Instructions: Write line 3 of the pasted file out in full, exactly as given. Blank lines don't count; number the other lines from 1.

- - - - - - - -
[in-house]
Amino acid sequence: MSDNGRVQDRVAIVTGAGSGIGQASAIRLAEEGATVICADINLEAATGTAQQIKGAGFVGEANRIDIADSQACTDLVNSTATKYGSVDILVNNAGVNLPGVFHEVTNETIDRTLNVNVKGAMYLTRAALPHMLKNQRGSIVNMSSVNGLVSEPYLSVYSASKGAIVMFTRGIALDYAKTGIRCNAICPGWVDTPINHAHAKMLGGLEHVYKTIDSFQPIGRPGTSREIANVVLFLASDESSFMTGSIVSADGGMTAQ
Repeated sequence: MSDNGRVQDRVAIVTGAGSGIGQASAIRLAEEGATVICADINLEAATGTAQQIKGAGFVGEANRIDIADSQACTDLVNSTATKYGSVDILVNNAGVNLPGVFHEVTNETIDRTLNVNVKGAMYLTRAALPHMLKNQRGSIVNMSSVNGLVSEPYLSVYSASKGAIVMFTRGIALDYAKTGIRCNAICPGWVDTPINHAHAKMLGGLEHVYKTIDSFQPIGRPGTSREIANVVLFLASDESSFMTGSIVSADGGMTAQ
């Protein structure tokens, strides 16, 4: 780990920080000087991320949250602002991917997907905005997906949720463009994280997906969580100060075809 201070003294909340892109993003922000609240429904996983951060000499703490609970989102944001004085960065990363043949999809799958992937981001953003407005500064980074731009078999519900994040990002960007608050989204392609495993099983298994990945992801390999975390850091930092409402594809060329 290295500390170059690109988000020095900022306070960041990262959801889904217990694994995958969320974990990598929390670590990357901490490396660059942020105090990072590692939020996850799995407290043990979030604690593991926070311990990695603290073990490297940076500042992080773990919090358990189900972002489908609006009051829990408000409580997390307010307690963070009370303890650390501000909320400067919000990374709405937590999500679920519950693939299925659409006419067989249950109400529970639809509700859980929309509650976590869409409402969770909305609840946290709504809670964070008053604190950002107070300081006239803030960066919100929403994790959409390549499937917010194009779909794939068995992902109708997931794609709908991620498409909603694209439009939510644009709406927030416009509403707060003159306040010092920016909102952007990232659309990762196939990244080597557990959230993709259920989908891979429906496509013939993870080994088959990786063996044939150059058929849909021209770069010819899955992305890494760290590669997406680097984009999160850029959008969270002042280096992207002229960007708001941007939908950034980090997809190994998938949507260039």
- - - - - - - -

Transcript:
Repeated sequence: MSDNGRVQDRVAIVTGAGSGIGQASAIRLAEEGATVICADINLEAATGTAQQIKGAGFVGEANRIDIADSQACTDLVNSTATKYGSVDILVNNAGVNLPGVFHEVTNETIDRTLNVNVKGAMYLTRAALPHMLKNQRGSIVNMSSVNGLVSEPYLSVYSASKGAIVMFTRGIALDYAKTGIRCNAICPGWVDTPINHAHAKMLGGLEHVYKTIDSFQPIGRPGTSREIANVVLFLASDESSFMTGSIVSADGGMTAQ